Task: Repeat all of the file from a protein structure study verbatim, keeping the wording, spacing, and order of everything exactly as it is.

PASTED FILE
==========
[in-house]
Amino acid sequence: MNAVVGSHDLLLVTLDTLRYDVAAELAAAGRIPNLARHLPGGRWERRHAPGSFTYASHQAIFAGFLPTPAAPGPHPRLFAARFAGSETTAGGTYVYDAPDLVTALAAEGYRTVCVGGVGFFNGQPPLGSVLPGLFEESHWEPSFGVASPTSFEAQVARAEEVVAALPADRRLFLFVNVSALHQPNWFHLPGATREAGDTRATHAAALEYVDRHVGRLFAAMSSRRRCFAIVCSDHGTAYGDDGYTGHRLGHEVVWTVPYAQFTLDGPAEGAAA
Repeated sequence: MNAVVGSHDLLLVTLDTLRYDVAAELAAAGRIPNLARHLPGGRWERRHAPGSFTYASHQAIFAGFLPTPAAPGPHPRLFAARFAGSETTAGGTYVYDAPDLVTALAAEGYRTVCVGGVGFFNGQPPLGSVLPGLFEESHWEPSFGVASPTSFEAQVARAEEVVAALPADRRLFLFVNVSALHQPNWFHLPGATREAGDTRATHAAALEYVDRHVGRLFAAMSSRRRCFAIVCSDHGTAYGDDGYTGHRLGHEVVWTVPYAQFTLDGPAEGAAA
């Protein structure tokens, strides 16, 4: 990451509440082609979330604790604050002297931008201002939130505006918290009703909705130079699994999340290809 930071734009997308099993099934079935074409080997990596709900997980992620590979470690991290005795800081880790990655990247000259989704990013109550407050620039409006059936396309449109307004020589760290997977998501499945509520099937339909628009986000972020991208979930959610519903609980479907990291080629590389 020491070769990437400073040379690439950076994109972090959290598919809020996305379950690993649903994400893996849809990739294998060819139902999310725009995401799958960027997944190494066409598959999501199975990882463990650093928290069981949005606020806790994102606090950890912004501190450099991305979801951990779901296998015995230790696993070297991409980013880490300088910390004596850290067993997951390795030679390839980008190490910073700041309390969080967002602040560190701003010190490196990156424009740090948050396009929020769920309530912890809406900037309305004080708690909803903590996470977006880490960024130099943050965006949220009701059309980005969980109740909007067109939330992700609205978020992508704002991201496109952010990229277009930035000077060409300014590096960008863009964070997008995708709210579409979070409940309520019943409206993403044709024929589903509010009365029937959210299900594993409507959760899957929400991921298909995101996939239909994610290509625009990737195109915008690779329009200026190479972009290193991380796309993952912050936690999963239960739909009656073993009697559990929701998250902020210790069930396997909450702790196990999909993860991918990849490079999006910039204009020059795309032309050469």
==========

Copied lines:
[in-house]
Amino acid sequence: MNAVVGSHDLLLVTLDTLRYDVAAELAAAGRIPNLARHLPGGRWERRHAPGSFTYASHQAIFAGFLPTPAAPGPHPRLFAARFAGSETTAGGTYVYDAPDLVTALAAEGYRTVCVGGVGFFNGQPPLGSVLPGLFEESHWEPSFGVASPTSFEAQVARAEEVVAALPADRRLFLFVNVSALHQPNWFHLPGATREAGDTRATHAAALEYVDRHVGRLFAAMSSRRRCFAIVCSDHGTAYGDDGYTGHRLGHEVVWTVPYAQFTLDGPAEGAAA
Repeated sequence: MNAVVGSHDLLLVTLDTLRYDVAAELAAAGRIPNLARHLPGGRWERRHAPGSFTYASHQAIFAGFLPTPAAPGPHPRLFAARFAGSETTAGGTYVYDAPDLVTALAAEGYRTVCVGGVGFFNGQPPLGSVLPGLFEESHWEPSFGVASPTSFEAQVARAEEVVAALPADRRLFLFVNVSALHQPNWFHLPGATREAGDTRATHAAALEYVDRHVGRLFAAMSSRRRCFAIVCSDHGTAYGDDGYTGHRLGHEVVWTVPYAQFTLDGPAEGAAA
């Protein structure tokens, strides 16, 4: 990451509440082609979330604790604050002297931008201002939130505006918290009703909705130079699994999340290809 930071734009997308099993099934079935074409080997990596709900997980992620590979470690991290005795800081880790990655990247000259989704990013109550407050620039409006059936396309449109307004020589760290997977998501499945509520099937339909628009986000972020991208979930959610519903609980479907990291080629590389 020491070769990437400073040379690439950076994109972090959290598919809020996305379950690993649903994400893996849809990739294998060819139902999310725009995401799958960027997944190494066409598959999501199975990882463990650093928290069981949005606020806790994102606090950890912004501190450099991305979801951990779901296998015995230790696993070297991409980013880490300088910390004596850290067993997951390795030679390839980008190490910073700041309390969080967002602040560190701003010190490196990156424009740090948050396009929020769920309530912890809406900037309305004080708690909803903590996470977006880490960024130099943050965006949220009701059309980005969980109740909007067109939330992700609205978020992508704002991201496109952010990229277009930035000077060409300014590096960008863009964070997008995708709210579409979070409940309520019943409206993403044709024929589903509010009365029937959210299900594993409507959760899957929400991921298909995101996939239909994610290509625009990737195109915008690779329009200026190479972009290193991380796309993952912050936690999963239960739909009656073993009697559990929701998250902020210790069930396997909450702790196990999909993860991918990849490079999006910039204009020059795309032309050469």